Fourth of July has never been a big day in my family. The ritual to the 4th (it seems like all holidays have a level of ritualism to them) seems to be just as much concerned with laziness as anything else. Sleep in, have a late breakfast, walk down to the city street fair with Lisa - which involves the purchase of Guatemalan friendship bracelets and silly junk that only seems like a good idea before you've bought it, the eating of something either a)fried or b)ice cream and making a mess of eating it, and lastly, complaining about the heat. The rest of the afternoon is usually spent enjoying the Twilight Zone Marathon (which, to my dismay, was canceled last year. Still not sure if it will be back) either with Lisa or my sister. The fireworks are enjoyed casually and without pretense with the family. The event is always viewed with a certain level of nonsense - over exaggerating the "oohs" and "ahhs", and commenting on the often unpredictable fireworks show itself. Something technical always seems to go wrong.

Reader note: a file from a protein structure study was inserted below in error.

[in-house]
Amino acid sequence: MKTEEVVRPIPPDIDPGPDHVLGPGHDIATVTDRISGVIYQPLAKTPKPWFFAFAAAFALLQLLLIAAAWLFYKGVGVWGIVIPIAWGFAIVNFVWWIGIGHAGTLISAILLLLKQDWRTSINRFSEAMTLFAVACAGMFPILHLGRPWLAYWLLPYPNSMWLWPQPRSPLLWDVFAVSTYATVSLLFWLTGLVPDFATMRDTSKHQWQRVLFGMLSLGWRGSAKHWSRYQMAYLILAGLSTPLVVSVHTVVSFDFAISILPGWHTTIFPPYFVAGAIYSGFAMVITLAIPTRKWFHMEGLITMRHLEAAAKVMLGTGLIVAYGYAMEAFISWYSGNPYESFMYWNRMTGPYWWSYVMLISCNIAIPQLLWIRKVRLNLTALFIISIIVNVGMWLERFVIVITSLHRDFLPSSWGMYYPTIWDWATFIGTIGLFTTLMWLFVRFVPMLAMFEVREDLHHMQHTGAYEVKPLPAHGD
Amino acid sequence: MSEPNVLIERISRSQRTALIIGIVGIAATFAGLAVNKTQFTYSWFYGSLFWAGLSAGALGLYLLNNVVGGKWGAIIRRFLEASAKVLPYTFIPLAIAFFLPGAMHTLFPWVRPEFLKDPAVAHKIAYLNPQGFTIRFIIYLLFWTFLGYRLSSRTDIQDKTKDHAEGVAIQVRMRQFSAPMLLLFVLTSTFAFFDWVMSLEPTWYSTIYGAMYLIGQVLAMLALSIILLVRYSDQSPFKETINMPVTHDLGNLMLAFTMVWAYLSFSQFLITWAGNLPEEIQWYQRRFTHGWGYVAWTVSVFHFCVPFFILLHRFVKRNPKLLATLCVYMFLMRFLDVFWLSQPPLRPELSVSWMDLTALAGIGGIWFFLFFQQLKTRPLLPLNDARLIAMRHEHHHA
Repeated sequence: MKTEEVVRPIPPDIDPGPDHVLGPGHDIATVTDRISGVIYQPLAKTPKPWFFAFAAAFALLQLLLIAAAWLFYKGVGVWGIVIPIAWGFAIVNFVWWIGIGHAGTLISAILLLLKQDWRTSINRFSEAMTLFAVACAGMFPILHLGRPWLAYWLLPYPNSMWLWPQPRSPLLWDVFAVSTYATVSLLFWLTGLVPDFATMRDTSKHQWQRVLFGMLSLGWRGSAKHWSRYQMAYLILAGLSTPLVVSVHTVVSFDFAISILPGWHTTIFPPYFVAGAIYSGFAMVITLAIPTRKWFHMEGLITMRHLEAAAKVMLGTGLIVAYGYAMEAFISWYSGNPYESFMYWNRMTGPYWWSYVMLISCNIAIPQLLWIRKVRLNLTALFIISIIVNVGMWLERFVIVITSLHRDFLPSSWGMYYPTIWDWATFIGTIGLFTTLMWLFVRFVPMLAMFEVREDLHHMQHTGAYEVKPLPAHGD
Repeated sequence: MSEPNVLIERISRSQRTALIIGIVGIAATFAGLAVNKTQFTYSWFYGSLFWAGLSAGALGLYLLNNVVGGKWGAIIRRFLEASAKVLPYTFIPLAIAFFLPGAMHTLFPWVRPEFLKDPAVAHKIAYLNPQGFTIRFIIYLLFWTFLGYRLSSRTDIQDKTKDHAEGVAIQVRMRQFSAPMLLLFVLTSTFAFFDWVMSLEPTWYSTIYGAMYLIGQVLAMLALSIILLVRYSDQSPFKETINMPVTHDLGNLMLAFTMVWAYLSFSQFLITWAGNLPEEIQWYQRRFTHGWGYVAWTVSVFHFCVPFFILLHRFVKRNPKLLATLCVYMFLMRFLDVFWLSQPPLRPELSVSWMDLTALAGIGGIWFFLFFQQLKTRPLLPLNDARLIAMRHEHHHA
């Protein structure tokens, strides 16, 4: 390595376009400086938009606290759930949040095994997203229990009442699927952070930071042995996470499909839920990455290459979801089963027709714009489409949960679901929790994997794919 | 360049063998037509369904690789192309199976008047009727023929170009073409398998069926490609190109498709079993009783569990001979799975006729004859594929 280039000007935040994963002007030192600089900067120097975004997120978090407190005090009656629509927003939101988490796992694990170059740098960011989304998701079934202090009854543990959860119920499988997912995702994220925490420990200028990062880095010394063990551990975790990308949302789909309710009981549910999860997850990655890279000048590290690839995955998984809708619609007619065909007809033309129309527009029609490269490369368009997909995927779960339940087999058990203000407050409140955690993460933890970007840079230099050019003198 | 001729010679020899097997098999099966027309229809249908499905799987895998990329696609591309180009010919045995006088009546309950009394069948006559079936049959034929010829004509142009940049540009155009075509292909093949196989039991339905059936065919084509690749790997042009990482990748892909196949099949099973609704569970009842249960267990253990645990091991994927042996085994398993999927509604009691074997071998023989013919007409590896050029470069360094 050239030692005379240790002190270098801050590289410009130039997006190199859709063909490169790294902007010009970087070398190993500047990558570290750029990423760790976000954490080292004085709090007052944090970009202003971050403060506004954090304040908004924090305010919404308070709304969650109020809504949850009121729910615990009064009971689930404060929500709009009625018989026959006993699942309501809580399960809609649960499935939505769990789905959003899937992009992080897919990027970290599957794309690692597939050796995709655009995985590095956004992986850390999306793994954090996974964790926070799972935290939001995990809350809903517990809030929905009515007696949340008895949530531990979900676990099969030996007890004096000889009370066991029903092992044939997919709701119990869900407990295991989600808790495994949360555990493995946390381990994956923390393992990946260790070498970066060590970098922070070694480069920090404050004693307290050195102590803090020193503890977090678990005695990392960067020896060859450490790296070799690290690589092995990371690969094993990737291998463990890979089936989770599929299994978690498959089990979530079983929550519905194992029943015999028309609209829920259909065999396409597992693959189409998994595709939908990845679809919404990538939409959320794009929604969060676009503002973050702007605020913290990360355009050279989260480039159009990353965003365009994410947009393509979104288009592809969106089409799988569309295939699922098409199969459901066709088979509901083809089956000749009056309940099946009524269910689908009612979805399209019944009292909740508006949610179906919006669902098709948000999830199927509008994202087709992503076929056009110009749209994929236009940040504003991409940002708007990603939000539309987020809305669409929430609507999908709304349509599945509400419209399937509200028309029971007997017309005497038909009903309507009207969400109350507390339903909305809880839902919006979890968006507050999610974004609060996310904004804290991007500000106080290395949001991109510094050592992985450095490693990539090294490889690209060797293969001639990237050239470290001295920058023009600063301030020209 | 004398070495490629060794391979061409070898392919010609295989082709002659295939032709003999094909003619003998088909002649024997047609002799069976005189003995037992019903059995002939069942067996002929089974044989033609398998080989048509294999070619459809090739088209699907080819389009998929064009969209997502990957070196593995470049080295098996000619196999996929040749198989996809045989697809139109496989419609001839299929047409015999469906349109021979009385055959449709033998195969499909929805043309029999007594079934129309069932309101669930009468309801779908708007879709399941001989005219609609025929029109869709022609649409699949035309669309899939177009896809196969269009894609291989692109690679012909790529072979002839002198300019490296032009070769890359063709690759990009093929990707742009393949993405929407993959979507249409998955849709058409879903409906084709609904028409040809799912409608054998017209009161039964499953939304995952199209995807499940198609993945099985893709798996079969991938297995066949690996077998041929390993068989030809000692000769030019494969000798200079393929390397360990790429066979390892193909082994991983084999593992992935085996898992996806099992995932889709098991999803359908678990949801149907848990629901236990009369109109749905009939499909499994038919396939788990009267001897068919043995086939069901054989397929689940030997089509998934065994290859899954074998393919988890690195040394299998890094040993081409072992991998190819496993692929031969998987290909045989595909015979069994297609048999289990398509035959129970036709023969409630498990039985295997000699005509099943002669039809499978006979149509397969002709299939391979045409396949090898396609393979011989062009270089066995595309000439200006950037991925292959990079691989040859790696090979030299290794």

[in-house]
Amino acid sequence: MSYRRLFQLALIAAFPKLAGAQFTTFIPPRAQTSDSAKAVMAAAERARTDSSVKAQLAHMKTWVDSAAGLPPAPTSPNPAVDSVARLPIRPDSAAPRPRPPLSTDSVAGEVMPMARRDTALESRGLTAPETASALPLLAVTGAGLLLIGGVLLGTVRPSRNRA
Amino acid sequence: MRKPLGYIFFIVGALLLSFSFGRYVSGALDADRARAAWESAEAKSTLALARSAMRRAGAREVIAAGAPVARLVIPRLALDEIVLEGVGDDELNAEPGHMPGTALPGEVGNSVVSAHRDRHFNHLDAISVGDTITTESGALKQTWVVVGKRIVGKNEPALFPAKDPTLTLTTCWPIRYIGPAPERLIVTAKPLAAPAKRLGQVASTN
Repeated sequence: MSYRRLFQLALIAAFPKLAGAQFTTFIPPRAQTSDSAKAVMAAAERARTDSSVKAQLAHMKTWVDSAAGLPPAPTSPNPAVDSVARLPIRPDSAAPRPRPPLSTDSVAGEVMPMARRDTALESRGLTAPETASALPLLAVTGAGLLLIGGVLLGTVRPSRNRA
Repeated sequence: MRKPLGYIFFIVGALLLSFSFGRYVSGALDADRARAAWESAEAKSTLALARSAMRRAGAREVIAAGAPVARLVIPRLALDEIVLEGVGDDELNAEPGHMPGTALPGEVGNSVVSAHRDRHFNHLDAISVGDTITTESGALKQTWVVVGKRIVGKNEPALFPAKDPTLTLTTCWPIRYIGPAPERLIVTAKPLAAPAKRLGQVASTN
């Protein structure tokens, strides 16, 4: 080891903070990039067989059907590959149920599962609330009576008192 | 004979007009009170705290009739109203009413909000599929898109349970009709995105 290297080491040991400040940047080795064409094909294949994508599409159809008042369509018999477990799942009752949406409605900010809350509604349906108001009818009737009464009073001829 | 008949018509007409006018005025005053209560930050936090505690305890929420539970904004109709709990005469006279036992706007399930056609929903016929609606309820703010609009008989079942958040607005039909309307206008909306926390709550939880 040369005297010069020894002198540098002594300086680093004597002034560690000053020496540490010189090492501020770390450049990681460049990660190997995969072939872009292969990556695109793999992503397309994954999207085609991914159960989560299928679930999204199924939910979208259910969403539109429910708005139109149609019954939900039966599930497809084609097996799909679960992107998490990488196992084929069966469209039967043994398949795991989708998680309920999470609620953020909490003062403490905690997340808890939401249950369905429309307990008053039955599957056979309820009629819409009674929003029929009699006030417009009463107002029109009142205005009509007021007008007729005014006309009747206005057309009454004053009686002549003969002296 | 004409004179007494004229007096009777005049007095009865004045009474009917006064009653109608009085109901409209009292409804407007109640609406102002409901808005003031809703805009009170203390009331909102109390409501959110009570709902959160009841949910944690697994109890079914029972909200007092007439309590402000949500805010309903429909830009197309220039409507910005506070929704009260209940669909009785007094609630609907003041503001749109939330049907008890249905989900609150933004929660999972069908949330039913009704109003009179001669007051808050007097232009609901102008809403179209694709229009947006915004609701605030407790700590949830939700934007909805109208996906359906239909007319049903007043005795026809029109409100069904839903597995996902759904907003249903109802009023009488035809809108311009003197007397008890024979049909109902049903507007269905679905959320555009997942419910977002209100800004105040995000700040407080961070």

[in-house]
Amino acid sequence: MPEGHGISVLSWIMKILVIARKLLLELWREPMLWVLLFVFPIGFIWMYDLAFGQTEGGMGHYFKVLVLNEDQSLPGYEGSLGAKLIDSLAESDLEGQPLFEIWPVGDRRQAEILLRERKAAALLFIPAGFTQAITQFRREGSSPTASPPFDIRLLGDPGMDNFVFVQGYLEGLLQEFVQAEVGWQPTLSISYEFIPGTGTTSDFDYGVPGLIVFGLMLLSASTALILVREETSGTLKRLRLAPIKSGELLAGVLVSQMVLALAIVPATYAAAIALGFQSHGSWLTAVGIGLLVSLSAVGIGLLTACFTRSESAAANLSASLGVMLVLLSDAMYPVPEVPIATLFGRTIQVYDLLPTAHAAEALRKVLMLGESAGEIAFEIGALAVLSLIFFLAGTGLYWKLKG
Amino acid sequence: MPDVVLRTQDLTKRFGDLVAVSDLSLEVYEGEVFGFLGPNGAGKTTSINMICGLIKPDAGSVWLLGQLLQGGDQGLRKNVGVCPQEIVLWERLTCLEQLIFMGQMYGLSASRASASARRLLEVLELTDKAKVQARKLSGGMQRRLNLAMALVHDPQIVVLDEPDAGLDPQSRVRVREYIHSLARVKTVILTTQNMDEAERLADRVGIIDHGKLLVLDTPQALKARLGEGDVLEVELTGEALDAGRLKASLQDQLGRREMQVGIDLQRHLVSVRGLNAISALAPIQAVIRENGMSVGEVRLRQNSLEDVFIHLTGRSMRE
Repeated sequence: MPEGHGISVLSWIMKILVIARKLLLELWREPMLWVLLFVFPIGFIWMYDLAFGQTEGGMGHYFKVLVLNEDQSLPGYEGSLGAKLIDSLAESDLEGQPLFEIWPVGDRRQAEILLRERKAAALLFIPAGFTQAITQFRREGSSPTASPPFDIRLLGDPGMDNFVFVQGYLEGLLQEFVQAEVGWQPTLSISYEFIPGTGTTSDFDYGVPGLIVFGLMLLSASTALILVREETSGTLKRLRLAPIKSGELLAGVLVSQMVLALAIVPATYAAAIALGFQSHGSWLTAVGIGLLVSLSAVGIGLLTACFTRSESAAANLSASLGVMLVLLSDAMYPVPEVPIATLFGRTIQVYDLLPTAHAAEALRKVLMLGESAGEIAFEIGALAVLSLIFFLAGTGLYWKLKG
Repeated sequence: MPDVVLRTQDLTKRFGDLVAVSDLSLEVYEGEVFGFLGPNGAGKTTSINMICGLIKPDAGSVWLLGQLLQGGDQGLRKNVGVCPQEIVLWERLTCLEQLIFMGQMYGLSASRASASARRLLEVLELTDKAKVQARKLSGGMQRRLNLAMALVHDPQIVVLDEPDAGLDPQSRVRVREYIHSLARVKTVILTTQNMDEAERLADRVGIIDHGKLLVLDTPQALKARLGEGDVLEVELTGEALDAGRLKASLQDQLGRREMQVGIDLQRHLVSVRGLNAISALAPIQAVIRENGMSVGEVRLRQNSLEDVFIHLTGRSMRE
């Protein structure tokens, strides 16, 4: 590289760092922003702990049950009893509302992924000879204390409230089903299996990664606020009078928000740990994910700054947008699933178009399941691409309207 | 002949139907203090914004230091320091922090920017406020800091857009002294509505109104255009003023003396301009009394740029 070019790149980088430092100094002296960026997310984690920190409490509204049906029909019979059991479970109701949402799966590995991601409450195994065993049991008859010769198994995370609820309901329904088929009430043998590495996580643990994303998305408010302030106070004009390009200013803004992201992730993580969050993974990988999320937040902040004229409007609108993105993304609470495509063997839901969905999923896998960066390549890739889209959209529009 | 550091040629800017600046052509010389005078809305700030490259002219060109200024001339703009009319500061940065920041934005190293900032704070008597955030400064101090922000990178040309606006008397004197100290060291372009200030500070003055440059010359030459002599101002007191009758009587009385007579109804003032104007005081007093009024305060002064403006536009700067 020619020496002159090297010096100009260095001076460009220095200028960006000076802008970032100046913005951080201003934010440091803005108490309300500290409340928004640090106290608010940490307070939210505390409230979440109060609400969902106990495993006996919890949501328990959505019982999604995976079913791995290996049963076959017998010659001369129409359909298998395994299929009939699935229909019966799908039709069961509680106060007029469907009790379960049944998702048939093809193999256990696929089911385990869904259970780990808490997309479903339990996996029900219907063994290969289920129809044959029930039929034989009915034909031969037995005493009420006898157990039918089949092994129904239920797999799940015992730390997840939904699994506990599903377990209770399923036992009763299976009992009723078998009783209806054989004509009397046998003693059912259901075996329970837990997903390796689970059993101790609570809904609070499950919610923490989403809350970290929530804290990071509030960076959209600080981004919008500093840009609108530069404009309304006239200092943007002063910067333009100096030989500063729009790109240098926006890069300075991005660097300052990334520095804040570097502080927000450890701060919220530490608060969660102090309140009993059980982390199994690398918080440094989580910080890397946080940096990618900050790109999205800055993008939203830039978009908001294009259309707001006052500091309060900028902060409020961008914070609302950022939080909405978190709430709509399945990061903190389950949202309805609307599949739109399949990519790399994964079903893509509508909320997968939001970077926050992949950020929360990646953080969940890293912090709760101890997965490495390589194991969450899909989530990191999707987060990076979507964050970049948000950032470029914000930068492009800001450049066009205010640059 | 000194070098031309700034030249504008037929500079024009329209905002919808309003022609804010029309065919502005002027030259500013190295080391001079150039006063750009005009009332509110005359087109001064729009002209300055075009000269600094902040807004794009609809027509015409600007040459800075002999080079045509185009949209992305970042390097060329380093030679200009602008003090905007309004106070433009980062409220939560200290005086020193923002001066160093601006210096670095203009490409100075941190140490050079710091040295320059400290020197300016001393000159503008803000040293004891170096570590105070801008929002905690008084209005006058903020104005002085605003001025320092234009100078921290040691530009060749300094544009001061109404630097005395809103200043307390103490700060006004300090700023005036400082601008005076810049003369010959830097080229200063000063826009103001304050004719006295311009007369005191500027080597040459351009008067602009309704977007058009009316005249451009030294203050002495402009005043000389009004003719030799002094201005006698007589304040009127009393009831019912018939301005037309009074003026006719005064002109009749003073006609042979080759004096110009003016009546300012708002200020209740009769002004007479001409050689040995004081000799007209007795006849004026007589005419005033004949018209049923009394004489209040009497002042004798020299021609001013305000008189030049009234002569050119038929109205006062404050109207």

Despite all of this, there is always a feeling of reverence lingering in the back of my mind. Whether it's a result of the day's significance, routine drilled into my head over 19 years, or just an excuse to not feel guilty for being lazy, is hard to say. But I'm not ignorant. I know that as I grow older, and move forward or sideways or whatever direction I'm going, holiday rituals like this begin to run out. I'll have to make my own days and my own rituals, and that's not at all exciting, but it does make this weekend all the more important.
Then again, each day has just as much potential to be as important as the day before it - holiday or not. Ever sense I was little, I've subconsciously done this thing on holidays, where I say to myself, "Wow, this is (Holiday). I've waited a whole year for it and now it's here". When really, I should be saying, "Wow, today has never happened before. I've been waiting my whole life for it, and now it's here".
Today is the 2nd of July, in my 19th year. It's the only one I'll ever get, and it's here.